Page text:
Risky Business (1983)
The Nice Guy: Tom Cruise as Joel Goodson
The Charm: It's debatable how much The Cruiser's charm would later descend into smarm, but here all it takes is one flash of that toothy smile, and another of his undies, to sell him as a kid who's having the time of his life.
If the story of a student turned pimp is a satire of Reaganomics, Cruise's startling charisma inadvertently makes it a wish fulfilment fantasy for the go-getter Eighties.
Most Likeable Scene Fielding a Ivy League interviewer in one room, while the rest of his house has been turned into an inpromptu brothel.
It's funny 'cause it's true.
Bill And Ted's Excellent Adventure (1989)
The Nice Guy: Alex Winter as William "Bill" S. Preston Esq. and Keanu Reeves as Ted "Theodore" Logan
The Charm: Most influential statesmen are dour workaholics - but not the Two Great Ones. For Bill and Ted, not being excellent is most heinous, which is why Wyld Stallyns must be allowed to party on, dude!
Best of all, these guys educate as well as entertain. Bet'cha never knew that Napoleon was crap at bowling before.
Most Likeable Scene: Bonding with So-crates through the universal language of philosophy: "All we are is dust in the wind, dude."
Planes, Trains and Automobiles (1987)
The Nice Guy: John Candy as Del Griffith
The Charm: John Candy's cuddly image made him instantly likeable amidst the cold-hearted yuppies of the decade; as avuncular slob Del Griffith, this conflict becomes explicit as he's mismatched with highly strung Neal Page (Steve Martin).
Unpretentious, over-enthusiastic and accident prone, Del is Page's worst nightmare. For us, though, Candy is a constantly comforting presence.
Likeable Moment: When Neal lets off steam with a rant about Del's endless anecdotes, the big fella responds with heart-on-sleeve sincerity...
"I could be a cold-hearted cynic like you... but I don't like to hurt people's feelings. Well, you think what you want about me; I'm not changing. I like... I like me. My wife likes me. My customers like me. 'Cause I'm the real article. What you see is what you get."
Drugstore Cowboy (1989)
The Nice Guy: Matt Dillon as Bob Hughes
The Charm: In The Outsiders and Rumble Fish, Dillon had the looks and the charisma to become his generation's James Dean, but looked to have squandered his rep until Gus Van Sant gave him an unlikely comeback.
As pharmacy-robbing addict Hughes, Dillon isn't exactly heroic - but he brings such wasted grandeur to the role that the combo of amiable slacker comedy and tender vulnerability becomes strangely endearing.
Most Likeable Scene: Bob lays down the drug fiend's rules for avoiding bad luck: "If I ever see a hat on a bed in this house, man, like you'll never see me again. I'm gone."
"Why a hat?" asked bewildered junior addict Nadine (Heather Graham). "Because that's just the way it is, sweetie."
The Goonies (1985)
The Nice Guy: Jeff Cohen as Lawrence "Chunk" Cohen
The Charm: Although The Goonies is an ensemble piece, nobody seems to have told Cohen, who steals the show with the fat-wobbling Truffle Shuffle and his wide-eyed gullibility.
Uniquely amongst the gang, Chunke even gets his own subplot, forging a sweet friendship with fellow lost soul Sloth (John Matuszak).
Most Likeable Scene: Captured by the vicious Fratelli family, Chunk is ordered to "Tell us everything!" So he does.
The highlight is his fake puke anecdote: "all the people started getting sick and throwing up all over each other. I never felt so bad in my entire life."
The Fly (1986)
The Nice Guy: Jeff Goldblum as Seth Brundle
The Charm: Yeah, OK, so he's gene-spliced with a bluebottle, but in the decade when the nerds had their revenge, none was more dashing than romantic geek Seth Brundle.
Played by Goldblum with Byronic swagger, here's a scientist with soul, wooing Veronica Quaife (then-partner Geena Davis) with combustible chemistry and keeping our sympathy throughout his 'orrible transformation by staying so enthusiastic about it.
Most Likeable Scene: Brundle can't resist turning a romantic dinner into a science lecture, as he ponders the "poetry of the steak."
Sixteen Candles (1984)
The Nice Girl: Molly Ringwald as Sam Baker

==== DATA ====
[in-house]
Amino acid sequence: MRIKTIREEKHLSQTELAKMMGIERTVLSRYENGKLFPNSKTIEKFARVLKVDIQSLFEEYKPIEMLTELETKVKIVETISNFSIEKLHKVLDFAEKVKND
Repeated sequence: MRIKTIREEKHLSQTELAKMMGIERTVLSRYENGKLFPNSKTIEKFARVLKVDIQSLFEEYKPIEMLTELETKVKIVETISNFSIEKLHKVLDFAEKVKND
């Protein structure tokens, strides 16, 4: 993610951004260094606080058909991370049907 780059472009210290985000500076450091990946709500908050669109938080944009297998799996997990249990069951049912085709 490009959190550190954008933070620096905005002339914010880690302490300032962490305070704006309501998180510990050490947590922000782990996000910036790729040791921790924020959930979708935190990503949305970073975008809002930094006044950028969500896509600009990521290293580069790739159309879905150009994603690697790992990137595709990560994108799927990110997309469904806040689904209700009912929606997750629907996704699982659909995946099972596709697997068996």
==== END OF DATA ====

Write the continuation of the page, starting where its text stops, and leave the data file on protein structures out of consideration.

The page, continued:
The Charm: In a decade of big hair and bad attitude, Ringwald stands out: gawky, ginger and down-to-earth. Which is probably why she's so likeable.
As Sam, she has to navigate the pitfalls faced by every teenager - the uncaring family, the unknowing object of attention, the unacceptable advances of unsuitable suitors - but does so with a wry grace that's beguiling.
Most Likeable Scene: A sweet encounter with fellow loner Farmer Ted (Anthony Michael Hall) goes sour when he tries it on. "You know, just now I really felt how much you like me," she tells him.
Misreading the signals, he suggests, "You're probably zoning in on my brain waves or something." Cue a look of withering disdain from Ringwald: "Well, not really. I felt it on my leg."
The Karate Kid (1984)
The Nice Guy: Pat Morita as Mr Miyagi
The Charm: Outwardly stern but gallant and compassionate inside, Mr Miyagi is the ultimate movie mentor, teaching Daniel LaRusso (Ralph Macchio) the virtues of honour and respect alongside the ability to kick the crap out of bully-boy kung foes.
Even Jackie Chan, one of the most likeable movie stars ever, has his work cut out for him if he's to better Morita in the imminent remake.
Most Likeable Scene: Miyagi reveals his traumatic backstory, and Daniel moves a little closer to becoming the surrogate for the son he lost during WWII. Sob.
Stand By Me (1986)
The Nice Guys: Wil Wheaton as Gordie Lachance, River Phoenix as Chris Chambers, Corey Feldman as Teddy Duchamp and Jerry O'Connell as Vern Tessio
The Charm: The best kids' ensemble of the decade covers all bases for the rites-of-passage: sensitive Everyman Gordie, tortured n'er do well Chris, smart-alec Teddy and overweight whipping boy Vern.
As individuals, they're all adorable; but together, they click convincingly as a clique of friends, providing a shoulder to cry on when it matters but ribbing each other the rest of the time.
Most Likeable Scene: The "Lollipop" sing-a-long, which evokes the spirit of childhood camaraderie so strongly you can't resist joining in.
Crocodile Dundee (1986)
The Nice Guy: Paul Hogan as Michael J. 'Crocodile' Dundee
The Charm: G'day, mate. On paper, Crocodile Dundee looked an unlikely Stateside hit, but Hogan's cheery Outback disposition and un-PC navigation of Manhattan's tribes travelled.
Arguably, his tongue-in-cheek evocation of the Aussie bloke is still how we think most Aussies behave. Then again, most of 'em do.
Most Likeable Scene: Faced with a mugger, most fellas would bolt like the sissies we are. Not Mick Dundee. He just pulls out a bigger knife.
Well, it's a jungle out there, so why shouldn't a huntsman come to the city prepared?
Field of Dreams (1989)
The Nice Guy: Kevin Costner as Ray Kinsella
The Charm: Costner's rise to fame owed to juxtaposing his old-school, Gary Cooper-esque decency with modern sex and violence: the squib-storm of The Untouchables , the filthy-minded rom-com of Bull Durham .
But he only truly found his place in audiences' hearts when he gave in 100% to his matinee idol demeanour with the unashamedly pleasant, polite Kinsella.